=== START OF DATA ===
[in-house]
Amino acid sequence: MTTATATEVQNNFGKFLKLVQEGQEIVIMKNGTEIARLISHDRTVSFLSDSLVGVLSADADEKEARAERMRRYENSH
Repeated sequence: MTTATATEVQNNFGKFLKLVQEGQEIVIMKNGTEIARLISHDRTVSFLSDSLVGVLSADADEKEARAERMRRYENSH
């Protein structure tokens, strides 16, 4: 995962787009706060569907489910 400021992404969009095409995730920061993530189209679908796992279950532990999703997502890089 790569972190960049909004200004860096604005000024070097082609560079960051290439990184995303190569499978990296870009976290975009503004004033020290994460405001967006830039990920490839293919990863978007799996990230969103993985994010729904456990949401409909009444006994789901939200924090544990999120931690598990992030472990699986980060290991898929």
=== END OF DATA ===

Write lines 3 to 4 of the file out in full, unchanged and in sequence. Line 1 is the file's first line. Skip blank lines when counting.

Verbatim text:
Repeated sequence: MTTATATEVQNNFGKFLKLVQEGQEIVIMKNGTEIARLISHDRTVSFLSDSLVGVLSADADEKEARAERMRRYENSH
């Protein structure tokens, strides 16, 4: 995962787009706060569907489910 400021992404969009095409995730920061993530189209679908796992279950532990999703997502890089 790569972190960049909004200004860096604005000024070097082609560079960051290439990184995303190569499978990296870009976290975009503004004033020290994460405001967006830039990920490839293919990863978007799996990230969103993985994010729904456990949401409909009444006994789901939200924090544990999120931690598990992030472990699986980060290991898929």